The crowd spilled out beyond the park and into the street.
The crowd spilled out beyond the park and into the street.

“Now it’s the same old story. We’ve got a problem in this country, and we’re all part of it, and it’s going to take all of us to fix it,” Troxel said. “We are all messed up. We don’t love each other all that well.”

Stone Hill member Antonio Bellamy told the crowd about an encounter he had in Charleston with a woman who was in her late 70s. The two had a deep conversation, bonded, and the woman apologized for the racism whites have shown against blacks.

Moore said Americans don’t have difficult conversations about race because it is easier to stay in a comfort zone.

“That needs to change,” he said.

Brooks said guns needs to be taken out of the hands of people who would commit such horrible acts, so that the violence can not occur.

“If that young man didn’t have a .45 caliber pistol, he would not have been able to kill nine people,” Moore added. “We are deluding ourselves if we think that guns have nothing to do with it.”

People lit candles and sang softly as the vigil drew to a close.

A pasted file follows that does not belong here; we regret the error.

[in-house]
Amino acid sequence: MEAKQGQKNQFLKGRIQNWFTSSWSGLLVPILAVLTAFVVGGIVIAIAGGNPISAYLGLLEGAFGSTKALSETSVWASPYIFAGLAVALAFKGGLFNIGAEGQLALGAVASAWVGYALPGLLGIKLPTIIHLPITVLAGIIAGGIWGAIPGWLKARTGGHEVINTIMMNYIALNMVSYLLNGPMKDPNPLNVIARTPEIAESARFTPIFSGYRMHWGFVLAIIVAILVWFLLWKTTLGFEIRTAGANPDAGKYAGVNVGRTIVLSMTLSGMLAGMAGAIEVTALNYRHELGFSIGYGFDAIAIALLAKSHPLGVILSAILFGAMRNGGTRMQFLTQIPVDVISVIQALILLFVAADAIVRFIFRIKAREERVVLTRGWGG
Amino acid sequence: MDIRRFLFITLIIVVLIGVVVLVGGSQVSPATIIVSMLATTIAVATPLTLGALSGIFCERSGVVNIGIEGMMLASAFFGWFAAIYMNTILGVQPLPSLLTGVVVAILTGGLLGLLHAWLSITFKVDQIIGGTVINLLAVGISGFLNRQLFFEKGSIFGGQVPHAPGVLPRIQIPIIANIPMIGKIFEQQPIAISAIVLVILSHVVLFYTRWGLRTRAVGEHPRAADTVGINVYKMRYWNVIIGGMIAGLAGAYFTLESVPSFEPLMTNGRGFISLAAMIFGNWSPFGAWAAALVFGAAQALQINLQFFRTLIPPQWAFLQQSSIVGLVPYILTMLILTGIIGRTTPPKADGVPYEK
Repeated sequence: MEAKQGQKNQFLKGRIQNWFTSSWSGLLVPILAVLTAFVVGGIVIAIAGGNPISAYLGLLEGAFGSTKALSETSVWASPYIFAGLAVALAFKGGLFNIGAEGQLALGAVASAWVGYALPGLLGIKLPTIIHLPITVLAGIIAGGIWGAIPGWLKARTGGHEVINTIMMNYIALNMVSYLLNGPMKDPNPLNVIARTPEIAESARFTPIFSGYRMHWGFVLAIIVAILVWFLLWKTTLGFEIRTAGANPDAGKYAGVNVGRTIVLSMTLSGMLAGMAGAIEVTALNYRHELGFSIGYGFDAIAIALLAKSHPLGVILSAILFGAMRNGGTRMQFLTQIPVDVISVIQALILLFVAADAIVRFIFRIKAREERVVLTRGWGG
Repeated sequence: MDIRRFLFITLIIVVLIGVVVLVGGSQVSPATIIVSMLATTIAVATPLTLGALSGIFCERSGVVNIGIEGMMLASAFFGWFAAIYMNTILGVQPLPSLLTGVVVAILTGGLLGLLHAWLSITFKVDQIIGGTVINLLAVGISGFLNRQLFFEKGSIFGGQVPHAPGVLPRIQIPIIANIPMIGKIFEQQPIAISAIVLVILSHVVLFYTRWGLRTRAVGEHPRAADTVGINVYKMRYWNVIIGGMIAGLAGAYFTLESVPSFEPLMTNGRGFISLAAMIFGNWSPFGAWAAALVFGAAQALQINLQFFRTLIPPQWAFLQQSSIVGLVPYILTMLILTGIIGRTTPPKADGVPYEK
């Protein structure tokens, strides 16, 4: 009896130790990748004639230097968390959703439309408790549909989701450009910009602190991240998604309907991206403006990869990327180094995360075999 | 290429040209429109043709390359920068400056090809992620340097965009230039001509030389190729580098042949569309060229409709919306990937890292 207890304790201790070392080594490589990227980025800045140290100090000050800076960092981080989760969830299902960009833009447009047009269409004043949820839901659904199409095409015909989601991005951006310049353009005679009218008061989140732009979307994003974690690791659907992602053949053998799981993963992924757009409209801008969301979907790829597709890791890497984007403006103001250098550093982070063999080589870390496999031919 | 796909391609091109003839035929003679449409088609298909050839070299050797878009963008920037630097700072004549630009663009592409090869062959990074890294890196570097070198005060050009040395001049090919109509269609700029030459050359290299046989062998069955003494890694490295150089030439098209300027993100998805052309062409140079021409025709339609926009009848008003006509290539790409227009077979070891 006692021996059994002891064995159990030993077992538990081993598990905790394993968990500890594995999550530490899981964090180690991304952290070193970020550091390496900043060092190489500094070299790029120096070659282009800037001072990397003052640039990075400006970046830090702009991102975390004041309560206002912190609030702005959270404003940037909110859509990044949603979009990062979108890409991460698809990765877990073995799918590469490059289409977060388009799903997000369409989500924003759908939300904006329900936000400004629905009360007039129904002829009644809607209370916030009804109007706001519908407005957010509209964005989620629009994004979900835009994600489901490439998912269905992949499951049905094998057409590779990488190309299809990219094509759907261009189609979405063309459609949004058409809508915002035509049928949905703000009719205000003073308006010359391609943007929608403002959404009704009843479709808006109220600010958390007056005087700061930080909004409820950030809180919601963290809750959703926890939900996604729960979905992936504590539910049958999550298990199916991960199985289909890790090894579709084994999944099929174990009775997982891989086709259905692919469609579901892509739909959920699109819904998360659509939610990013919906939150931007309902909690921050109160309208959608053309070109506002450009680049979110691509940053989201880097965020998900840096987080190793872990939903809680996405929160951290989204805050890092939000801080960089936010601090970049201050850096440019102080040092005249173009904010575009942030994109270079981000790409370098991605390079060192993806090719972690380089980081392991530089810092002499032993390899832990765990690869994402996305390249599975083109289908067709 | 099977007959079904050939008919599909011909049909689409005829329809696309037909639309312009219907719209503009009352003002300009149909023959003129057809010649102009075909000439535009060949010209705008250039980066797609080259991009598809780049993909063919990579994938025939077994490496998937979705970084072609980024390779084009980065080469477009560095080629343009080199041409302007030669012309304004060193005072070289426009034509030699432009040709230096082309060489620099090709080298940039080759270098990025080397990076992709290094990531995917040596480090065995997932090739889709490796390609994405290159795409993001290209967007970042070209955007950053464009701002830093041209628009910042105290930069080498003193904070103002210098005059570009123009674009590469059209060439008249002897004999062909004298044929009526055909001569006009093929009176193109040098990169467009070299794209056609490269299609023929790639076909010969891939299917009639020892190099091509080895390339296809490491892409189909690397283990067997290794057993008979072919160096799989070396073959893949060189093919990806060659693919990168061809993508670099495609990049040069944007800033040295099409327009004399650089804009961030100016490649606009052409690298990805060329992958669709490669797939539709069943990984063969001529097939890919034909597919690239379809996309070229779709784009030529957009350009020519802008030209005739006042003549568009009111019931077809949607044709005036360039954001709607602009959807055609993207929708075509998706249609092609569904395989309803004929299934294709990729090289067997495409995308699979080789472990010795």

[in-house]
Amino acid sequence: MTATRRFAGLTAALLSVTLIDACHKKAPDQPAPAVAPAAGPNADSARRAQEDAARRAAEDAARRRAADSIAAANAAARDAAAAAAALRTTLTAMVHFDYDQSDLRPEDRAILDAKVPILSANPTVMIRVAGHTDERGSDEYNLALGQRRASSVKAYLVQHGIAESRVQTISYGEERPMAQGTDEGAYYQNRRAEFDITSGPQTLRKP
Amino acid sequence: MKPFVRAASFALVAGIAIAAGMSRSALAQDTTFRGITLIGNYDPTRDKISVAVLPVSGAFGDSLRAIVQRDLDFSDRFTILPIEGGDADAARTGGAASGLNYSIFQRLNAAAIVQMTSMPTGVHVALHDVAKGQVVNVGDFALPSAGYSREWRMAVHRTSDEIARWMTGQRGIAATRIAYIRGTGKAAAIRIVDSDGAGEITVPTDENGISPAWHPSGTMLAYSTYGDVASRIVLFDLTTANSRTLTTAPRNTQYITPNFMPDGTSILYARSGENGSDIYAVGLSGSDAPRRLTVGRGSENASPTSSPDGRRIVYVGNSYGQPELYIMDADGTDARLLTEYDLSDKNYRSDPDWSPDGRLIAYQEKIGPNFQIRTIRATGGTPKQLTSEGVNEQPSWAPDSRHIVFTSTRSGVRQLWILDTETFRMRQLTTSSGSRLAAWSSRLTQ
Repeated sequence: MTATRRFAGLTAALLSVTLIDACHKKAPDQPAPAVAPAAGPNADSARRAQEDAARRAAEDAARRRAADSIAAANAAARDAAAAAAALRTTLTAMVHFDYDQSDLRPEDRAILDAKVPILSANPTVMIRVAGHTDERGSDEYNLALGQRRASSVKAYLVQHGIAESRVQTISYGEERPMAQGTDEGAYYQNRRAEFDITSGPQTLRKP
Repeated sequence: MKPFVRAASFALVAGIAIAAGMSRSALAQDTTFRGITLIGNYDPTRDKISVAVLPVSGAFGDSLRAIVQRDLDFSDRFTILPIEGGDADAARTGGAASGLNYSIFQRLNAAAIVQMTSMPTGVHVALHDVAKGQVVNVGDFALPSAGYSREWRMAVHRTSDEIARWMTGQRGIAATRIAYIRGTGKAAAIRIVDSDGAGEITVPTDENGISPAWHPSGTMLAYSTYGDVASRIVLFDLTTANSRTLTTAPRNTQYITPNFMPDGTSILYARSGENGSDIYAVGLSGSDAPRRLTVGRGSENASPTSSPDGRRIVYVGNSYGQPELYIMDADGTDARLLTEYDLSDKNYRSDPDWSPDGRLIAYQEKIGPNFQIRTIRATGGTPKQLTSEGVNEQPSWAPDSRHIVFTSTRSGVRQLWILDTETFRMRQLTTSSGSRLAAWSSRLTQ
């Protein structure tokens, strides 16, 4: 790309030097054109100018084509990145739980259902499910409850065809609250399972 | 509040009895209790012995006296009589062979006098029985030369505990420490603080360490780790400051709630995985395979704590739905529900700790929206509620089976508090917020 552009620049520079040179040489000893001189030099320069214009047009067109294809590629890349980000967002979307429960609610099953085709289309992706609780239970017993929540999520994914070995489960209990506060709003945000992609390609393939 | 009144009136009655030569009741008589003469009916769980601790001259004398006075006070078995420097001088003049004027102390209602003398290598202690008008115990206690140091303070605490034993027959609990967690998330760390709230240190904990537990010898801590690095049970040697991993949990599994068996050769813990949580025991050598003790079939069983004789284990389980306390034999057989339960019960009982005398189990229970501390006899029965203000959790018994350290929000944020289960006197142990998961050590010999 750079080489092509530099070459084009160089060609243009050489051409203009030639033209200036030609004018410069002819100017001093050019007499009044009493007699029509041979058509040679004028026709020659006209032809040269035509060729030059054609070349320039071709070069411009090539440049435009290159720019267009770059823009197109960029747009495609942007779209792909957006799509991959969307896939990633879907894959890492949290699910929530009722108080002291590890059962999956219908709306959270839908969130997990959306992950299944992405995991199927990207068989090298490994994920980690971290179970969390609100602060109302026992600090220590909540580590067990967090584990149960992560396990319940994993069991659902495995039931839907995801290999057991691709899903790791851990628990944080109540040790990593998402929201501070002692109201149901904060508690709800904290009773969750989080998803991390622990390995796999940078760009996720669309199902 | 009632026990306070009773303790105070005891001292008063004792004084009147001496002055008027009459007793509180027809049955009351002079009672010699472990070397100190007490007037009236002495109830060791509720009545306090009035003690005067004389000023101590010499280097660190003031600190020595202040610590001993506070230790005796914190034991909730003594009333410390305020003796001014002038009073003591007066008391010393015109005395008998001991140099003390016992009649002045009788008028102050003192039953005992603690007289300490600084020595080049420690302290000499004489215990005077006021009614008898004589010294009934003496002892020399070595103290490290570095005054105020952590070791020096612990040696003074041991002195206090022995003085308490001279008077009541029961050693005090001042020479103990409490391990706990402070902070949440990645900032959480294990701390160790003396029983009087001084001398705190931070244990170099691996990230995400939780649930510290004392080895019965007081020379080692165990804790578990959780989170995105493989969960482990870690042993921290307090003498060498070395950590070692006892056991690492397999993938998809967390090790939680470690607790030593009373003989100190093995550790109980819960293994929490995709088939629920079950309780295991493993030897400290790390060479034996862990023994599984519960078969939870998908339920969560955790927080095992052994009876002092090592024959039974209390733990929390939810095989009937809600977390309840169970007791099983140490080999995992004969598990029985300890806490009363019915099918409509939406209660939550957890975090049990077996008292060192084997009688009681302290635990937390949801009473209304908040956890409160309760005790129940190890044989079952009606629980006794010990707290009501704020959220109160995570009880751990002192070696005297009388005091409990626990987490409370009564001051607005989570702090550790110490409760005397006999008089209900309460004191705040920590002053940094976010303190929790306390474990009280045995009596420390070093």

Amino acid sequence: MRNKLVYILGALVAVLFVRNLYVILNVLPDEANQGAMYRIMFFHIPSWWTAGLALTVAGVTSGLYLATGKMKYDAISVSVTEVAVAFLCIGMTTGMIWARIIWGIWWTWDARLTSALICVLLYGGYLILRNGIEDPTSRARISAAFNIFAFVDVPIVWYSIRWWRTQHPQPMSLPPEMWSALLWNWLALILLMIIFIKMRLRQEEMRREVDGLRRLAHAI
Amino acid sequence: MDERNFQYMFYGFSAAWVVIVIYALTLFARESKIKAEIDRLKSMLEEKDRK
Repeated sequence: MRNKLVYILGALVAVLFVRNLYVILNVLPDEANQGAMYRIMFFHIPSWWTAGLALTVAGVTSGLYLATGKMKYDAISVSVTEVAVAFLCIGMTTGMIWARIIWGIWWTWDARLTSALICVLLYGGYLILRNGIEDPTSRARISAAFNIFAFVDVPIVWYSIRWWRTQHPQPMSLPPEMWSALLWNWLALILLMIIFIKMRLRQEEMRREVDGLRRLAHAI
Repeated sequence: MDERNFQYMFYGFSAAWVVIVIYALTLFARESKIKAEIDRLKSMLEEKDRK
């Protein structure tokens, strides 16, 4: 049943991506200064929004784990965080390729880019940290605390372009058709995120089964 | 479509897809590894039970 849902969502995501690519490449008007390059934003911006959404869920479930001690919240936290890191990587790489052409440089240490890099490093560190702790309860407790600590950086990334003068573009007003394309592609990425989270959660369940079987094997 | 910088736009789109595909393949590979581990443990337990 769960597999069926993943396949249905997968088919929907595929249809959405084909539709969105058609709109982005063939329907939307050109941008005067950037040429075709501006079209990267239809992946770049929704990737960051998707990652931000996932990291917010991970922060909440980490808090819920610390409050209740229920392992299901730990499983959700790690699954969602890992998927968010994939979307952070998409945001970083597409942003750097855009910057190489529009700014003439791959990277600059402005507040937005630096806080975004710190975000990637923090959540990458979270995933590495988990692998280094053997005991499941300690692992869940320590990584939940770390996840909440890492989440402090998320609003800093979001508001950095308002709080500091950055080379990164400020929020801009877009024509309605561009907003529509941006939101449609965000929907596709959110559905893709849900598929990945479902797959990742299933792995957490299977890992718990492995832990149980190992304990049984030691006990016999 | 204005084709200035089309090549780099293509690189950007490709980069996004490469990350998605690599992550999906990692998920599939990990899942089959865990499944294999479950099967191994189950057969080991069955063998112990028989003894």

People lit candles and sang softly as the vigil drew to a close.

The group joined together in prayer several times during the service, praying for justice, and for comfort for the families of the victims in Charleston.

One by one, a candle was lit for each victim as their name and age were read aloud.

As sunset came and the service came to a close, candles were lit among the crowd as those gathered sang “We Shall Overcome.”

candlelight vigil palmer square
A candle was lit for each victim of the Emanuel AME Church shootings.
The scene on Palmer Square Wednesday night.
The scene on Palmer Square Wednesday night.
The view from Tiger Park Wednesday night.
The view from Tiger Park Wednesday night.
vigil singing
Shelley Krause of Not in Our Town leads singing near the end of the vigil Wednesday night.
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Vigil participants light candles and sing at the end of the service Wednesday night.

Krystal Knapp

Krystal Knapp is the founding editor of Planet Princeton. She can be reached via email at editor AT planetprinceton.com. Send all letters to the editor and press releases to that email address.

  • Joe

    I think we can all agree that it was a horrific act of cowardice and depravity in a long line of such acts (gun massacres). However, this particular massacre had the added toxins of racism and domestic terrorism added to the witches brew of hatred and psychopathy gone wild.

  • Em

    I’m confused by the “It was a rascist act. It was not domestic terrorism” line. Surely it was both? As many others have said (and more eloquently), denying that this was an act of terrorism only reinforces the stereotype that only darker-skinned people can be terrorists. Even President Obama, in his eulogy of Rev. Pickney, stated that the killer’s violent act was calculated to “terrorize and oppress.”